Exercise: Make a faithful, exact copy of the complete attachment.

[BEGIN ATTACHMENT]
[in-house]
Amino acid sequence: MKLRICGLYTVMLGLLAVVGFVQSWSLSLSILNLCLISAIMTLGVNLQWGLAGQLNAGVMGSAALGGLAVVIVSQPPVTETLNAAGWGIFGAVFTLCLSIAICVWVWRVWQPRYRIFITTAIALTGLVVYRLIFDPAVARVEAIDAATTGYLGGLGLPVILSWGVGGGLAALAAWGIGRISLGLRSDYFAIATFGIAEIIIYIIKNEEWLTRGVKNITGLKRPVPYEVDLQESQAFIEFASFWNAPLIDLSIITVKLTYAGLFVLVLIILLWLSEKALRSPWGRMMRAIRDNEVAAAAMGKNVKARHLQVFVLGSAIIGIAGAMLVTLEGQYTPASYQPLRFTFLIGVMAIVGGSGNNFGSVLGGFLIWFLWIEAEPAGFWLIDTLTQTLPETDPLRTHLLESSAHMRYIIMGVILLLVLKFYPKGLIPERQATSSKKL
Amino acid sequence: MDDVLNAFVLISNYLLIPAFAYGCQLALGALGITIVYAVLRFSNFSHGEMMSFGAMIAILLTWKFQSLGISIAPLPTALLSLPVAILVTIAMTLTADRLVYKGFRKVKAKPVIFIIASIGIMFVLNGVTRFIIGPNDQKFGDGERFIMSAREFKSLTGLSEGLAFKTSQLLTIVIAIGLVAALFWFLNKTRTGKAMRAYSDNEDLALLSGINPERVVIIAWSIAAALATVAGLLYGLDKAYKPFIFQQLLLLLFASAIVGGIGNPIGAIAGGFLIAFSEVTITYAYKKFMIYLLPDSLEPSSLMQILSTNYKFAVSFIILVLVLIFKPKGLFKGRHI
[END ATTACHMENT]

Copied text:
[in-house]
Amino acid sequence: MKLRICGLYTVMLGLLAVVGFVQSWSLSLSILNLCLISAIMTLGVNLQWGLAGQLNAGVMGSAALGGLAVVIVSQPPVTETLNAAGWGIFGAVFTLCLSIAICVWVWRVWQPRYRIFITTAIALTGLVVYRLIFDPAVARVEAIDAATTGYLGGLGLPVILSWGVGGGLAALAAWGIGRISLGLRSDYFAIATFGIAEIIIYIIKNEEWLTRGVKNITGLKRPVPYEVDLQESQAFIEFASFWNAPLIDLSIITVKLTYAGLFVLVLIILLWLSEKALRSPWGRMMRAIRDNEVAAAAMGKNVKARHLQVFVLGSAIIGIAGAMLVTLEGQYTPASYQPLRFTFLIGVMAIVGGSGNNFGSVLGGFLIWFLWIEAEPAGFWLIDTLTQTLPETDPLRTHLLESSAHMRYIIMGVILLLVLKFYPKGLIPERQATSSKKL
Amino acid sequence: MDDVLNAFVLISNYLLIPAFAYGCQLALGALGITIVYAVLRFSNFSHGEMMSFGAMIAILLTWKFQSLGISIAPLPTALLSLPVAILVTIAMTLTADRLVYKGFRKVKAKPVIFIIASIGIMFVLNGVTRFIIGPNDQKFGDGERFIMSAREFKSLTGLSEGLAFKTSQLLTIVIAIGLVAALFWFLNKTRTGKAMRAYSDNEDLALLSGINPERVVIIAWSIAAALATVAGLLYGLDKAYKPFIFQQLLLLLFASAIVGGIGNPIGAIAGGFLIAFSEVTITYAYKKFMIYLLPDSLEPSSLMQILSTNYKFAVSFIILVLVLIFKPKGLFKGRHI